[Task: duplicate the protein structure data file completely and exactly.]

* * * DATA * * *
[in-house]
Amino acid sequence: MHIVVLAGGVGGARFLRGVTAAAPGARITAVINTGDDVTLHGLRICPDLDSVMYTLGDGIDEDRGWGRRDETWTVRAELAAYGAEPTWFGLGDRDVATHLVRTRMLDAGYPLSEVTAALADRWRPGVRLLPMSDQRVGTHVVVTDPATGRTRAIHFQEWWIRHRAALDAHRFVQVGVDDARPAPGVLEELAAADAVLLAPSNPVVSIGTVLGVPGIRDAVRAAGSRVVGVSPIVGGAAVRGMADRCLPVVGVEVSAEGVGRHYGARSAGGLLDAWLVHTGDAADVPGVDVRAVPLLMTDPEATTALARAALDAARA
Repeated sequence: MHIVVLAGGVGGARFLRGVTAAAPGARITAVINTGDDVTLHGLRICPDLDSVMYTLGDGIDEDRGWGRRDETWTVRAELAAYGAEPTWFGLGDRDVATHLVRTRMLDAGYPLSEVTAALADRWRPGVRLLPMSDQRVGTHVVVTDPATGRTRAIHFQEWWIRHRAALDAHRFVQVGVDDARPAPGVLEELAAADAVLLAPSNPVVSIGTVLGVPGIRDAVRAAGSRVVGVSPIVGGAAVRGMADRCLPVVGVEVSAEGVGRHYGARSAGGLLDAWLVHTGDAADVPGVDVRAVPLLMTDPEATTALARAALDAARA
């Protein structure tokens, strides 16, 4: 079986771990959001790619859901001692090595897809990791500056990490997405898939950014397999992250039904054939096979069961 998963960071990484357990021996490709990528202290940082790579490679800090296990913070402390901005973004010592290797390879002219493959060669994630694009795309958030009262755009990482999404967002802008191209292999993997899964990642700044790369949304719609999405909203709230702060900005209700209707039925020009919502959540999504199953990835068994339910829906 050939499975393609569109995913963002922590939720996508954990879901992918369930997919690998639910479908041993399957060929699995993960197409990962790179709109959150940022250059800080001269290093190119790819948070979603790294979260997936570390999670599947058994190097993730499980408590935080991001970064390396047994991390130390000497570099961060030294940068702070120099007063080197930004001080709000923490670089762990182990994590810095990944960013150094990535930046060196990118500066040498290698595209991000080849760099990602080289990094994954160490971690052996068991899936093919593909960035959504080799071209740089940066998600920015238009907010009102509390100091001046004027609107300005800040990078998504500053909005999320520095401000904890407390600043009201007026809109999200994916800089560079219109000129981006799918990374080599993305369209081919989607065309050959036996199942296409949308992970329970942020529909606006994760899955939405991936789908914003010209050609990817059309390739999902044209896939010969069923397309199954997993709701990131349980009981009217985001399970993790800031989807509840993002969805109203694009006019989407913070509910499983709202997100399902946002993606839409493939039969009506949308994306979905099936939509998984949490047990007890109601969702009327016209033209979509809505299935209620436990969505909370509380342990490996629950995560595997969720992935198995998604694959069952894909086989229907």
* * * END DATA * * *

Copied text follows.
[in-house]
Amino acid sequence: MHIVVLAGGVGGARFLRGVTAAAPGARITAVINTGDDVTLHGLRICPDLDSVMYTLGDGIDEDRGWGRRDETWTVRAELAAYGAEPTWFGLGDRDVATHLVRTRMLDAGYPLSEVTAALADRWRPGVRLLPMSDQRVGTHVVVTDPATGRTRAIHFQEWWIRHRAALDAHRFVQVGVDDARPAPGVLEELAAADAVLLAPSNPVVSIGTVLGVPGIRDAVRAAGSRVVGVSPIVGGAAVRGMADRCLPVVGVEVSAEGVGRHYGARSAGGLLDAWLVHTGDAADVPGVDVRAVPLLMTDPEATTALARAALDAARA
Repeated sequence: MHIVVLAGGVGGARFLRGVTAAAPGARITAVINTGDDVTLHGLRICPDLDSVMYTLGDGIDEDRGWGRRDETWTVRAELAAYGAEPTWFGLGDRDVATHLVRTRMLDAGYPLSEVTAALADRWRPGVRLLPMSDQRVGTHVVVTDPATGRTRAIHFQEWWIRHRAALDAHRFVQVGVDDARPAPGVLEELAAADAVLLAPSNPVVSIGTVLGVPGIRDAVRAAGSRVVGVSPIVGGAAVRGMADRCLPVVGVEVSAEGVGRHYGARSAGGLLDAWLVHTGDAADVPGVDVRAVPLLMTDPEATTALARAALDAARA
């Protein structure tokens, strides 16, 4: 079986771990959001790619859901001692090595897809990791500056990490997405898939950014397999992250039904054939096979069961 998963960071990484357990021996490709990528202290940082790579490679800090296990913070402390901005973004010592290797390879002219493959060669994630694009795309958030009262755009990482999404967002802008191209292999993997899964990642700044790369949304719609999405909203709230702060900005209700209707039925020009919502959540999504199953990835068994339910829906 050939499975393609569109995913963002922590939720996508954990879901992918369930997919690998639910479908041993399957060929699995993960197409990962790179709109959150940022250059800080001269290093190119790819948070979603790294979260997936570390999670599947058994190097993730499980408590935080991001970064390396047994991390130390000497570099961060030294940068702070120099007063080197930004001080709000923490670089762990182990994590810095990944960013150094990535930046060196990118500066040498290698595209991000080849760099990602080289990094994954160490971690052996068991899936093919593909960035959504080799071209740089940066998600920015238009907010009102509390100091001046004027609107300005800040990078998504500053909005999320520095401000904890407390600043009201007026809109999200994916800089560079219109000129981006799918990374080599993305369209081919989607065309050959036996199942296409949308992970329970942020529909606006994760899955939405991936789908914003010209050609990817059309390739999902044209896939010969069923397309199954997993709701990131349980009981009217985001399970993790800031989807509840993002969805109203694009006019989407913070509910499983709202997100399902946002993606839409493939039969009506949308994306979905099936939509998984949490047990007890109601969702009327016209033209979509809505299935209620436990969505909370509380342990490996629950995560595997969720992935198995998604694959069952894909086989229907």